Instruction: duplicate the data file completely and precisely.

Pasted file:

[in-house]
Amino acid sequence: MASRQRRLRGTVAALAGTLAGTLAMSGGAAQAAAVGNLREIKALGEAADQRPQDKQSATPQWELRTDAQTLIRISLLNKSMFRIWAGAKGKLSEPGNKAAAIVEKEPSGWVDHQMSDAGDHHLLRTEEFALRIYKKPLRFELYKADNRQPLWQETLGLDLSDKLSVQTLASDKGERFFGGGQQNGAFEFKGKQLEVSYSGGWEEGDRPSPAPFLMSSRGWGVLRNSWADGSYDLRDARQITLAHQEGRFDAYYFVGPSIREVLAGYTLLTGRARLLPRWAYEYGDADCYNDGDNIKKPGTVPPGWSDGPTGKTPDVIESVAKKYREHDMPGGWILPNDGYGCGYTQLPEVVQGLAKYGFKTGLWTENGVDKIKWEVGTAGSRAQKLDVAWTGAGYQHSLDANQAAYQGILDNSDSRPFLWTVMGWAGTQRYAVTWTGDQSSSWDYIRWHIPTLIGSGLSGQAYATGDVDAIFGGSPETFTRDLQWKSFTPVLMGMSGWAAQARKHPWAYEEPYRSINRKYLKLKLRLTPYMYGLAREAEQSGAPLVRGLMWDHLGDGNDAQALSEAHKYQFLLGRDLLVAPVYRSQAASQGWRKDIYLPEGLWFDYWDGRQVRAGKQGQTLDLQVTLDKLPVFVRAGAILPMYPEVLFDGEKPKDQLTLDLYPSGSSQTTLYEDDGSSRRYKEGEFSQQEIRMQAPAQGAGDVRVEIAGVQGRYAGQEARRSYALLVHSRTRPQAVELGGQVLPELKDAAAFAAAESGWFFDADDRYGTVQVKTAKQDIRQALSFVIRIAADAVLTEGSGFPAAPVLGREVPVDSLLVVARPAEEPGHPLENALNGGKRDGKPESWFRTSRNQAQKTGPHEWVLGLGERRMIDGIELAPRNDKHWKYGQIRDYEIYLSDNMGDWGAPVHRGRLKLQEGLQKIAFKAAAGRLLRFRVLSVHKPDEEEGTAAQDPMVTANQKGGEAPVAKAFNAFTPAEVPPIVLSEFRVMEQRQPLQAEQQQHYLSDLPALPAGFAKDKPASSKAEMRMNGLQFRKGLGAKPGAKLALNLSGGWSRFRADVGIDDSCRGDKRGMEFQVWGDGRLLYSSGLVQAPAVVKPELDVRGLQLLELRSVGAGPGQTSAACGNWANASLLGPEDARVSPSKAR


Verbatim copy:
[in-house]
Amino acid sequence: MASRQRRLRGTVAALAGTLAGTLAMSGGAAQAAAVGNLREIKALGEAADQRPQDKQSATPQWELRTDAQTLIRISLLNKSMFRIWAGAKGKLSEPGNKAAAIVEKEPSGWVDHQMSDAGDHHLLRTEEFALRIYKKPLRFELYKADNRQPLWQETLGLDLSDKLSVQTLASDKGERFFGGGQQNGAFEFKGKQLEVSYSGGWEEGDRPSPAPFLMSSRGWGVLRNSWADGSYDLRDARQITLAHQEGRFDAYYFVGPSIREVLAGYTLLTGRARLLPRWAYEYGDADCYNDGDNIKKPGTVPPGWSDGPTGKTPDVIESVAKKYREHDMPGGWILPNDGYGCGYTQLPEVVQGLAKYGFKTGLWTENGVDKIKWEVGTAGSRAQKLDVAWTGAGYQHSLDANQAAYQGILDNSDSRPFLWTVMGWAGTQRYAVTWTGDQSSSWDYIRWHIPTLIGSGLSGQAYATGDVDAIFGGSPETFTRDLQWKSFTPVLMGMSGWAAQARKHPWAYEEPYRSINRKYLKLKLRLTPYMYGLAREAEQSGAPLVRGLMWDHLGDGNDAQALSEAHKYQFLLGRDLLVAPVYRSQAASQGWRKDIYLPEGLWFDYWDGRQVRAGKQGQTLDLQVTLDKLPVFVRAGAILPMYPEVLFDGEKPKDQLTLDLYPSGSSQTTLYEDDGSSRRYKEGEFSQQEIRMQAPAQGAGDVRVEIAGVQGRYAGQEARRSYALLVHSRTRPQAVELGGQVLPELKDAAAFAAAESGWFFDADDRYGTVQVKTAKQDIRQALSFVIRIAADAVLTEGSGFPAAPVLGREVPVDSLLVVARPAEEPGHPLENALNGGKRDGKPESWFRTSRNQAQKTGPHEWVLGLGERRMIDGIELAPRNDKHWKYGQIRDYEIYLSDNMGDWGAPVHRGRLKLQEGLQKIAFKAAAGRLLRFRVLSVHKPDEEEGTAAQDPMVTANQKGGEAPVAKAFNAFTPAEVPPIVLSEFRVMEQRQPLQAEQQQHYLSDLPALPAGFAKDKPASSKAEMRMNGLQFRKGLGAKPGAKLALNLSGGWSRFRADVGIDDSCRGDKRGMEFQVWGDGRLLYSSGLVQAPAVVKPELDVRGLQLLELRSVGAGPGQTSAACGNWANASLLGPEDARVSPSKAR